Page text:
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Philippine Sea – Voyage Update #3

The expedition brings good news from the Kyushu-Palau Ridge exploration, with promising sights of Black Coral.

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After 15 days at sea…

our exploration to check on the limestone caves around Minami-Daito Island has just come to a conclusion. As of writing, we are now heading towards the next site which is the Kyushu-Palau Ridge.

Our Expert Team’s Composition:

  • Ichthyology
  • Worms and benthic micro-crustaceans
  • Cnidarians, a group I am proud to be a part of
  • Other miscellaneous phyla, led by our esteemed chief scientist, Dr. Fujiwara Yoshihiro


Our exploration of the uncharted limestone caves, nestled in the deep waters below 1000m around Minami Daito (and Kita-Daito), revealed a stunning diversity and richness of species across different phyla.

The Elusive Black Coral

My primary focus has been on antipatharians, commonly known as black corals. Despite our hopes, the limestone caves around Minami-Daito Island yielded no sightings of black coral. However, the caves were abundant with various types of anthozoans, including octocorallia, scleractinia, and hydrozoa, in depths ranging from 300 to 800m.

Our luck turned slightly on the afternoon of May 8, during our last dive at a depth of 278m, when ROV Crambon successfully retrieved a small fragment of black coral using a slurp gun. The only time that we were able to collect a fragment of black coral was on the last dive stop at a 278m-depth during the afternoon of May 8 where ROV Crambon was successful in sucking a small fragment of black coral, despite only having a slurp gun.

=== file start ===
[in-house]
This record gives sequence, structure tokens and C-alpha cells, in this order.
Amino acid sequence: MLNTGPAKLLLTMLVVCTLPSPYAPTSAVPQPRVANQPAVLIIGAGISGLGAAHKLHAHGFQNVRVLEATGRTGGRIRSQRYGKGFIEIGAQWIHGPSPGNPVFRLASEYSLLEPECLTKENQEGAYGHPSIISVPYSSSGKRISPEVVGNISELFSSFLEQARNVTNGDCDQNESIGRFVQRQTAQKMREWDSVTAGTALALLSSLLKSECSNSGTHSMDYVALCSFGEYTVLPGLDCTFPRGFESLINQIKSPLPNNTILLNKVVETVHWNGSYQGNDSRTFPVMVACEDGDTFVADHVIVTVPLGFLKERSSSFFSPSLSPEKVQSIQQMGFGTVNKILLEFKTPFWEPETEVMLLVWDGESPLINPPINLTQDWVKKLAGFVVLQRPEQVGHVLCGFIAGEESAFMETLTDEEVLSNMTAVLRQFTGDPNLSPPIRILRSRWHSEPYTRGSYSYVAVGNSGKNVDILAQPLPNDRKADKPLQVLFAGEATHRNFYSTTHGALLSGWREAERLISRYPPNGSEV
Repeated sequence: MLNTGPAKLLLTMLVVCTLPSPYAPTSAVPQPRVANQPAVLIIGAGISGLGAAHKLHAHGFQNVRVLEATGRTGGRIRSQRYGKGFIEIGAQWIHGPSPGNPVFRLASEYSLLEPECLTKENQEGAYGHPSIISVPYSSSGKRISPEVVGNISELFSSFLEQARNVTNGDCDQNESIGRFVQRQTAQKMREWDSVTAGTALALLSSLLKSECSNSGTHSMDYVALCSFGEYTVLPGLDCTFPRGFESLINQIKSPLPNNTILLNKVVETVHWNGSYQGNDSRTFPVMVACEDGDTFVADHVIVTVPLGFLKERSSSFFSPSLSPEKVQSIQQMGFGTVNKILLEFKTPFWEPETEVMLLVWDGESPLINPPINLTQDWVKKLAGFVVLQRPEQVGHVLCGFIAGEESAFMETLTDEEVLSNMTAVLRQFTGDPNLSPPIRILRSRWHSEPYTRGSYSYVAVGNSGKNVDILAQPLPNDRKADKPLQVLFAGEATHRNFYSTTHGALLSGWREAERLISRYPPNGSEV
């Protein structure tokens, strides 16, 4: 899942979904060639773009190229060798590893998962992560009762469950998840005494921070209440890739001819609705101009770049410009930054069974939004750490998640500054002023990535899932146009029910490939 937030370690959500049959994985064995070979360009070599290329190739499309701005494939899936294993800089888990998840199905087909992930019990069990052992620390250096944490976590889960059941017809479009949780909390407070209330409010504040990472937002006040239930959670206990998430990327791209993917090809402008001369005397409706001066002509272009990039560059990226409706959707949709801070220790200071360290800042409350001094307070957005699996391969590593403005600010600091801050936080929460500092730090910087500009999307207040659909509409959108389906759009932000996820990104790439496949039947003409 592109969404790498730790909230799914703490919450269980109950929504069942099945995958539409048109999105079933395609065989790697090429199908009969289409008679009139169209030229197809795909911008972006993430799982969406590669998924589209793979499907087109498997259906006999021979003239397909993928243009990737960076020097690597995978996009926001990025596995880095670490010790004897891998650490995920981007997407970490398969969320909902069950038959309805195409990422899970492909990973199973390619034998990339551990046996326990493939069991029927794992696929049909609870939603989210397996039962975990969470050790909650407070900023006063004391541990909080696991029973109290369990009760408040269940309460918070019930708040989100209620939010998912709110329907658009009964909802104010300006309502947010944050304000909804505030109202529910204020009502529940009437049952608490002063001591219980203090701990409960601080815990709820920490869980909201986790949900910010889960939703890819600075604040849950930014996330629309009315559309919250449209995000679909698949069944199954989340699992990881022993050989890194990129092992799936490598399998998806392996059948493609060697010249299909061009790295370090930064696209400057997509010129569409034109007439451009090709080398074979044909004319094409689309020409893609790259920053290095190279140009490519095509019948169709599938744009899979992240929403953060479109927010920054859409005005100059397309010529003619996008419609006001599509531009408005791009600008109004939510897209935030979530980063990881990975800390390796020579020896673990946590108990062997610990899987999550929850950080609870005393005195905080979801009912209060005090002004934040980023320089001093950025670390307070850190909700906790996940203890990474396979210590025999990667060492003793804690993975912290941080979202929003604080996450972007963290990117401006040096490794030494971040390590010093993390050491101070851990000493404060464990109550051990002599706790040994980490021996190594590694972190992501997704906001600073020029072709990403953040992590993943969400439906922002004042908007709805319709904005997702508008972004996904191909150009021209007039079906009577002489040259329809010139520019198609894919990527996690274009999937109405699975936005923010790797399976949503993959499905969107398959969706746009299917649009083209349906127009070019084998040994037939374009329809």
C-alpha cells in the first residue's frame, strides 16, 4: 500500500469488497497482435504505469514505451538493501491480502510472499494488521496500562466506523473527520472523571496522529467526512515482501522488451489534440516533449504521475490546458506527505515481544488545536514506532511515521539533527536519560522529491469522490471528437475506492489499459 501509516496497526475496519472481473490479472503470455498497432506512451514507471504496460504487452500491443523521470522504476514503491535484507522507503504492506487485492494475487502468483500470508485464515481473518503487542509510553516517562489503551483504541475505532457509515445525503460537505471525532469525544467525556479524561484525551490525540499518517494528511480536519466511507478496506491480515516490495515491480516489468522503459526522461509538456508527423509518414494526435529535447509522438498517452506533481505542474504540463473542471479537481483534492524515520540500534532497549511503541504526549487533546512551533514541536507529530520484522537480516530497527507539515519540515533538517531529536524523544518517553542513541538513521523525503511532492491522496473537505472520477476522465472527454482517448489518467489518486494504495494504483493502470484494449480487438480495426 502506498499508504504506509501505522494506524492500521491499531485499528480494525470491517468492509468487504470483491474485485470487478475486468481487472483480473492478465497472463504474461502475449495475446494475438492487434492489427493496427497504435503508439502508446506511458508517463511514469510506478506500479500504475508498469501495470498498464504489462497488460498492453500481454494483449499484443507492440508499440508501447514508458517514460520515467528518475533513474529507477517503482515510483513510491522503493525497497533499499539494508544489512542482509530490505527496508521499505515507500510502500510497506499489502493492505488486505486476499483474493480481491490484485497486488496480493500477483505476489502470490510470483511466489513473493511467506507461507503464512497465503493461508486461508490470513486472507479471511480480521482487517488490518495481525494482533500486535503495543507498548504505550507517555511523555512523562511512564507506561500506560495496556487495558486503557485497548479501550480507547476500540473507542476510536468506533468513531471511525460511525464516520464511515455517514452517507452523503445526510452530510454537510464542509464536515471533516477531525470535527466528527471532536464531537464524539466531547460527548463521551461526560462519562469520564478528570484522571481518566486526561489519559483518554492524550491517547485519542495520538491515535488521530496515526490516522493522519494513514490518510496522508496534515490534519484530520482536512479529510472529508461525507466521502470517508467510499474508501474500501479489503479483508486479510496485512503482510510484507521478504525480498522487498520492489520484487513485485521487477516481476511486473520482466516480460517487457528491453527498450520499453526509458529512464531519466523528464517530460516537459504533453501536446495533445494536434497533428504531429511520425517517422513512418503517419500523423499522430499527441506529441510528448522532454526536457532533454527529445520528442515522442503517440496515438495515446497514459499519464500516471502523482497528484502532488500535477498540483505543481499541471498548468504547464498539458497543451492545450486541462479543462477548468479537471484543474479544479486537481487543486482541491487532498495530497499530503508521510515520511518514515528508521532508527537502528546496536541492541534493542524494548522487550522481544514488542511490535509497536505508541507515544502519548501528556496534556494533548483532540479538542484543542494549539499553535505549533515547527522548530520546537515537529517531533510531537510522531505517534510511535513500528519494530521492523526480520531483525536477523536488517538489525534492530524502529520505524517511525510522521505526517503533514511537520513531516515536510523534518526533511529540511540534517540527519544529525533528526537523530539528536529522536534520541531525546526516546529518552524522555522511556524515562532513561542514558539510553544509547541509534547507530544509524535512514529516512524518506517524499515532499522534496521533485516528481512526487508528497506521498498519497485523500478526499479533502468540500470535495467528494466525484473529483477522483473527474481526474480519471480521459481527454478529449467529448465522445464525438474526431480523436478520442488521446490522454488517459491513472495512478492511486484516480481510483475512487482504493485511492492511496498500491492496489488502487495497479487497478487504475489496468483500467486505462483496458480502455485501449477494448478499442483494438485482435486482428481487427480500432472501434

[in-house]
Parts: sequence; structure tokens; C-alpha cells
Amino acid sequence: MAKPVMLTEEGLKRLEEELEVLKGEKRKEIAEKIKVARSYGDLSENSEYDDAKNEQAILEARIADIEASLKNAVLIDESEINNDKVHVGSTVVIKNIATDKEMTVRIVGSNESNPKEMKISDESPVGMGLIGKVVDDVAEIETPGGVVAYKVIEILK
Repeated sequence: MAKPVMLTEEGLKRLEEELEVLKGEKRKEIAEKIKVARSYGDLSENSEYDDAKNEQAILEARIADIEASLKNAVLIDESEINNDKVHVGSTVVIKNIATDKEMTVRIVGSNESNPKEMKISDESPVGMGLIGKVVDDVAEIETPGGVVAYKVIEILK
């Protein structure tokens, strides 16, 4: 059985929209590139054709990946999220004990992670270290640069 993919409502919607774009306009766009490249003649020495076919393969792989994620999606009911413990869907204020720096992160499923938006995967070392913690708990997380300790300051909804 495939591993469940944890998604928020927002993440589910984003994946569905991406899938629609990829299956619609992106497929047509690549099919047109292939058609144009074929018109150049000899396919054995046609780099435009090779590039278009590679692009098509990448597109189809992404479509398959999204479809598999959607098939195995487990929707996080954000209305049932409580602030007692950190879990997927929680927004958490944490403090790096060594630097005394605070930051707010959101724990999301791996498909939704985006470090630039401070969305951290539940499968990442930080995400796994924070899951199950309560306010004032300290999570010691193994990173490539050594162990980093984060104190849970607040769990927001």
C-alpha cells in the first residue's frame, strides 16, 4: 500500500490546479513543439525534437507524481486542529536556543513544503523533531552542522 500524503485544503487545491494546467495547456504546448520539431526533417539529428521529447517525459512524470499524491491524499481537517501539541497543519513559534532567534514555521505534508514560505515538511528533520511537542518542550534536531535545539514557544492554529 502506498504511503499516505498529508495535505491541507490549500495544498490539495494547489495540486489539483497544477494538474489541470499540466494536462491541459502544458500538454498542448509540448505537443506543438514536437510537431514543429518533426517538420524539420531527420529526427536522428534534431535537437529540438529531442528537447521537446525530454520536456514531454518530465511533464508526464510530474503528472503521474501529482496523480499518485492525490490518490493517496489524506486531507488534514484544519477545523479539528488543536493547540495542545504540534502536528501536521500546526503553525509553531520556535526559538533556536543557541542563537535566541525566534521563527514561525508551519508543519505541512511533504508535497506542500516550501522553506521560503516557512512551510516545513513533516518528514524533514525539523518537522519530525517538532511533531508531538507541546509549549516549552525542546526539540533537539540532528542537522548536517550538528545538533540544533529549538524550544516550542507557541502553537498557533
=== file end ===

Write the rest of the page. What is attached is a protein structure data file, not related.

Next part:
While the limestone caves around Minami-Daito are indeed flourishing with various marine species ranging from small invertebrates, such as miniscule cup corals to big vertebrate taxa such as eels, the environmental conditions may not be adequate for antipatharians — as far as we have explored.

Good news from the Kyushu-Palau Ridge exploration

After more than two weeks of wandering in the Philippine Sea, we were finally able to spot a few antipatharians in the Kita-Koho Seamount. This site is relatively abundant compared to the previously explored in Minami-Daito. While our sampling time is short, around 5 days, the site looks promising for antipatharian sampling.

Yesterday, we managed to collect one whip black coral sample from a 300m depth. We also spotted a few colonies on our dive here. When we first located the colony, almost everyone in the room shouted “Tsuno sango“, which is the Japanese name for black corals.

The sample, which is almost a 90-cm long, was checked under a stereoscope, and were subsequently subsampled in ethanol, formalin, and RNA (Ribonucleic acid).


Today (May 14, 2024), we are going to explore deeper down to 2000m! We hope to find more black corals at this particular depth.

Exciting days ahead from us here in the Kyushu-Palau Ridge!


Missed an update? Revisit Voyage update #1, Voyage Update#2.

Thanks to Kurt Bacharo for sharing this voyage update. This expedition is led by the Japan Agency for Marine-Earth Science and Technology (JAMSTEC), the Ocean Shot Research Grant, and NHK TV.

Featured Image Credits: Tracey Jennings / Ocean Image Bank

Image credits: JAMSTEC & Kurt Bacharo

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